10 points to check before working for a billionaire family office

10 points to check before working for a billionaire family office
6 November 2019

It’s glamorous, and the job will probably make you rich. That’s the immediate reaction many would have if they were offered a job to work directly for a billionaire or in the command centre of such a person’s family office.

The reality is often quite different.

I was reminded of this through a friend who is the author of a hilarious book about holding just such a job.

I recently had a drink with him in the sunny climes of San Diego. Inspired by our gathering of minds, I started to jot down some notes for an article I had long wanted to write.

  • What do you need to consider before accepting such a job?
  • Which tricky situations can you expect while on the job?
  • What particular personal risks do you take by working for this kind of employer?

Here is the definitive list of points for negotiating your job working for a billionaire family office.

A few ground rules for this article

I was warned not to write this piece: “No one will hire you anymore.”

Luckily, I am not looking for employment.

Though even more importantly, this isn’t an article that aims to leave behind burned ground. Quite the opposite, its core aim is a positive one.

Working in such a unique environment can be incredibly rewarding and special. Provided, of course, you have chosen the position and its surrounding circumstances wisely.

My checklist is all about helping you make the right choices with such a job and avoiding those problems that no one would want to be exposed to. I have held one visible position in this sector, and managed various “special projects” behind the scenes as a freelancer over the course of nearly 25 years.

Looking back on my own experiences, I am not surprised that there are a few recurring structural problems in this sector. By now, I have heard about them from far too many people not to consider them somewhat endemic to this sector.

Ultimately, it’s in both sides’ interest that details of a prospective position are planned carefully in advance. Which is why I hope that even some family offices might find this list useful, however painful some of these realisations may be.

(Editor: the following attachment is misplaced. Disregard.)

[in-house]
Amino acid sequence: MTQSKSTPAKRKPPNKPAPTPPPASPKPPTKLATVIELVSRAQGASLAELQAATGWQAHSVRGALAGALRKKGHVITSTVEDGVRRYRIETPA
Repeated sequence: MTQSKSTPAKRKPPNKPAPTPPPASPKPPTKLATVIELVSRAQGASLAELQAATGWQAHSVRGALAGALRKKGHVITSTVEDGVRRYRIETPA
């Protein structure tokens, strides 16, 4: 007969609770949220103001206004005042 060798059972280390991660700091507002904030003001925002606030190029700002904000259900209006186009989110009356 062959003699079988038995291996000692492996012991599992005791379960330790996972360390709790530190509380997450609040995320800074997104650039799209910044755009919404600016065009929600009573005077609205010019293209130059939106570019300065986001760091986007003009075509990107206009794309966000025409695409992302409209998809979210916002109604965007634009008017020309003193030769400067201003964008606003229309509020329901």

Working in such a unique environment can be incredibly rewarding and special. Provided, of course, you have chosen the position and its surrounding circumstances wisely.

Also, this “sector”, if there is one, needs to accept that it cannot exist in a bubble but is held to account just like everyone else. Being rich shouldn’t allow you to walk all over people, which is something that also happens way too frequently.

There are a few other points I’d like you to keep in mind before delving into the list:

  • This article primarily refers to working directly for (and with) that wealthy individual and his/her family office, rather than entities that are funded by such a person or family office. Portfolio companies and other offshoots don’t count. It’s about working on the top level, i.e., very near the centre of wealth. That’s what I mean with my term “billionaire family office”.
  • It’s aimed to be a guideline and to set out examples. Each situation is different and needs to be judged based on its own merits. A checklist on the Internet cannot ever be an all-encompassing overview of every imaginable aspect.
  • I was able to base this checklist on the feedback of no fewer than four friends with real-life experience in this field. None of them will be named, nor will their principals. Trying to speculate which point might refer to whom is entirely futile.
  • Many of the points below need to be considered jointly as they have some overlap.

With that in mind, please do consider the following ten points before your journey through the world of family offices.

Also, I wholeheartedly recommend the book that I name at the end and which helped inspire this article. Besides picking the brains of my friends, I also took a bit of inspiration from this particular story.

1. Low salary, high promises

Billionaire family offices often offer much lower salaries than corporate jobs, but they usually have some explicit or unspoken promise of more significant opportunities and potential riches further down the road.

In the vast majority of all cases, this will turn out to be a bad deal for you.

Working for or with rich people doesn’t make their wealth rub off on you. It can if there is a clear plan based on which this will happen. But that’s often not the case.

These opportunities and riches will never happen for a variety of reasons. This could be an unintentional consequence of some of the points below, or a system where a new generation of low-paid suckers gets hired each time the previous one is burned out. Or both.